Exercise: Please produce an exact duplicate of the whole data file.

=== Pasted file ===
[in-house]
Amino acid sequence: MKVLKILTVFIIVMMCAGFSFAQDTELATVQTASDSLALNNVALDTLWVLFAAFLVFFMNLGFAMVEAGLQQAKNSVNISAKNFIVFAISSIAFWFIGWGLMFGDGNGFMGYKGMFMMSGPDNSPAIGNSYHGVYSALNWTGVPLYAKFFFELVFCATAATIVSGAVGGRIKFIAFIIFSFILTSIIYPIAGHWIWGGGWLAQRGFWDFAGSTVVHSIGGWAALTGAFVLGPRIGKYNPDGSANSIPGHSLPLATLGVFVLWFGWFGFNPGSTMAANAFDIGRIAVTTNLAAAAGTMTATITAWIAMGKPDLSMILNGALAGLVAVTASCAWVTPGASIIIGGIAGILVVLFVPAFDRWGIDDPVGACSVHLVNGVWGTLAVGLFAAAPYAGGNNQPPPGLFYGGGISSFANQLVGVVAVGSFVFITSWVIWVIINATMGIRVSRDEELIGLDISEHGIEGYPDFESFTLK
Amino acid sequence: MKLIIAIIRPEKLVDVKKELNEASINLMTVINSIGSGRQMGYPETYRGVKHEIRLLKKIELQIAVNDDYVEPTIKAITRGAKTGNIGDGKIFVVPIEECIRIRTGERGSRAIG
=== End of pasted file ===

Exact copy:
[in-house]
Amino acid sequence: MKVLKILTVFIIVMMCAGFSFAQDTELATVQTASDSLALNNVALDTLWVLFAAFLVFFMNLGFAMVEAGLQQAKNSVNISAKNFIVFAISSIAFWFIGWGLMFGDGNGFMGYKGMFMMSGPDNSPAIGNSYHGVYSALNWTGVPLYAKFFFELVFCATAATIVSGAVGGRIKFIAFIIFSFILTSIIYPIAGHWIWGGGWLAQRGFWDFAGSTVVHSIGGWAALTGAFVLGPRIGKYNPDGSANSIPGHSLPLATLGVFVLWFGWFGFNPGSTMAANAFDIGRIAVTTNLAAAAGTMTATITAWIAMGKPDLSMILNGALAGLVAVTASCAWVTPGASIIIGGIAGILVVLFVPAFDRWGIDDPVGACSVHLVNGVWGTLAVGLFAAAPYAGGNNQPPPGLFYGGGISSFANQLVGVVAVGSFVFITSWVIWVIINATMGIRVSRDEELIGLDISEHGIEGYPDFESFTLK
Amino acid sequence: MKLIIAIIRPEKLVDVKKELNEASINLMTVINSIGSGRQMGYPETYRGVKHEIRLLKKIELQIAVNDDYVEPTIKAITRGAKTGNIGDGKIFVVPIEECIRIRTGERGSRAIG